Avoiding complacency in kiwifruit biosecurity.

Executive Summary

Psa has increased biosecurity awareness in the kiwifruit industry, and is reinforced by recent fruit fly incursions and biosecurity communications by industry bodies. Kiwifruit growers believe that a future biosecurity incursion is a significant risk to their investment in kiwifruit, if not the greatest risk. Yet on most orchards, biosecurity practices have slipped from where they were several years ago.
The aim of this study is to determine if growers are becoming complacent in biosecurity practice over time. If so, how do we overcome this to ensure that the kiwifruit industry is prepared for a future biosecurity incursion?
Interviews were held with kiwifruit growers, post-harvest grower services representatives and biosecurity subject experts to understand grower attitudes to biosecurity practices and why certain practices were no longer being implemented, especially in “Recovery Regions” where Psa had been present the longest. A subject expert from Civil Defence was also interviewed to learn how they overcome complacency when preparing the public for emergencies.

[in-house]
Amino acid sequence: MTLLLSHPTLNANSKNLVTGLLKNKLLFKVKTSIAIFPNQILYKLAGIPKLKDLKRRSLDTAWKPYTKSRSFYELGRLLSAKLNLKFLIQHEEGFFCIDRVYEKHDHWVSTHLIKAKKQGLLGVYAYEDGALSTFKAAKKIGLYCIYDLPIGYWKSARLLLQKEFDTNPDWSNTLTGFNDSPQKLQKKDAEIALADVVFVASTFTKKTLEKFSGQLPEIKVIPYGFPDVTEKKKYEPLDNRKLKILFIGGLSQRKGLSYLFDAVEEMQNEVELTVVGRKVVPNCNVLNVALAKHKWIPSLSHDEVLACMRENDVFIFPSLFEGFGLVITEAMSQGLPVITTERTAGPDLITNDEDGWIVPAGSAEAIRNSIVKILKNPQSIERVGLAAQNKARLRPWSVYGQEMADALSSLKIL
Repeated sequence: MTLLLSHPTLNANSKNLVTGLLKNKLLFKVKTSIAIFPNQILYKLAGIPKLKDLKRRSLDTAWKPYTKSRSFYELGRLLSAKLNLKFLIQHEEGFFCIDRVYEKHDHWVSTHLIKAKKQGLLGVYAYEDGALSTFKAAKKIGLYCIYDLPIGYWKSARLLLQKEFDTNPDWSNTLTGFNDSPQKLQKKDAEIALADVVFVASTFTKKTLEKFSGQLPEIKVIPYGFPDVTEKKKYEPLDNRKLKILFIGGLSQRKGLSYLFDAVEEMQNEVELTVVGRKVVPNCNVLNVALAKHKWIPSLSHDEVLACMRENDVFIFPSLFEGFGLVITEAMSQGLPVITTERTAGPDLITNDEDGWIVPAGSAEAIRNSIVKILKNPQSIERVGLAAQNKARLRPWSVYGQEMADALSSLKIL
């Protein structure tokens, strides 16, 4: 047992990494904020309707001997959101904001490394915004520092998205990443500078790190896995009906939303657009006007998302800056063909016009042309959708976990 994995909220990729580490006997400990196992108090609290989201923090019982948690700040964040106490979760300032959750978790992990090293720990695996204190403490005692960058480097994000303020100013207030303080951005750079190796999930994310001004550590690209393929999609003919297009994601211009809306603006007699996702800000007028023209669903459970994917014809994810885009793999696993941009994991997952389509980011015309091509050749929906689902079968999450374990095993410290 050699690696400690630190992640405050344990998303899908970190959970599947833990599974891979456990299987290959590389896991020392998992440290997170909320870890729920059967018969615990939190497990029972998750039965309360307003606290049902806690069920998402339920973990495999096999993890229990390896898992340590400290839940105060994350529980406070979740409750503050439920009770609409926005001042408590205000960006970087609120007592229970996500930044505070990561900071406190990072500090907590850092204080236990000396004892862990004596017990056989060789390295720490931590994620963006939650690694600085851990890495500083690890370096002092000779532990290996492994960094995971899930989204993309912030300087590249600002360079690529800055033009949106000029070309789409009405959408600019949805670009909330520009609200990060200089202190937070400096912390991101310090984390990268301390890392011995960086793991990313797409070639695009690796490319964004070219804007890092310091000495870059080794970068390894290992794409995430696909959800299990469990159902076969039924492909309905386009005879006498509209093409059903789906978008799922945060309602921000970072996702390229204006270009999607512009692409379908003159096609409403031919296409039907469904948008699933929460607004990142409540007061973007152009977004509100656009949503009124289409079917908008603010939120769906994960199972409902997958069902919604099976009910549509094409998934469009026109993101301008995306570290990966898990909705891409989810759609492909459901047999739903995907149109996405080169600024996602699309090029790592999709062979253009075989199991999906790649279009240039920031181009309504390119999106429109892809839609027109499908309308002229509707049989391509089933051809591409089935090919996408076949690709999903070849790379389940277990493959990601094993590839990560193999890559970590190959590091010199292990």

The results of the study indicate that growers in Recovery Regions are retaining those practices seen to make a difference in mitigating the impacts of Psa. Some growers believe the initial protocols implemented for Psa are excessive for the current environment and the decline in practice is not a result of “complacency” but rather a “new norm” appropriate for the current level of risk.
However, this reflects the Psa-centric paradigm of the industry. For most growers thinking about “risk” does not extend beyond Psa at least not in terms of their own on-orchard practices. The role growers can play in mitigating the impact of future biosecurity incursions does not seem to be well understood and is considered the responsibility of organisations such as KVH and MPI.
Most growers believe they are doing what is necessary to manage “risk” (of Psa). However, this falls below what most subject experts would recommend as a minimum standard to reduce the impacts of a future biosecurity incursion. If every grower maintained a baseline of minimum on-orchard practice even in the absence of an imminent threat, the industry would be more likely to limit the spread of a pest or pathogen before it is detected, and for many organisms that could determine whether eradication is a possibility or not. For growers the financial implications of this can be extremely significant. A biosecurity threat that is not eradicated, creates a challenge that needs to be managed year after year. Impacts to the grower may include loss of orchard productivity and land value, increase in operating costs, market access implications and in some cases, all of the above. Biosecurity practices provide the industry with a form of insurance against a significant business risk.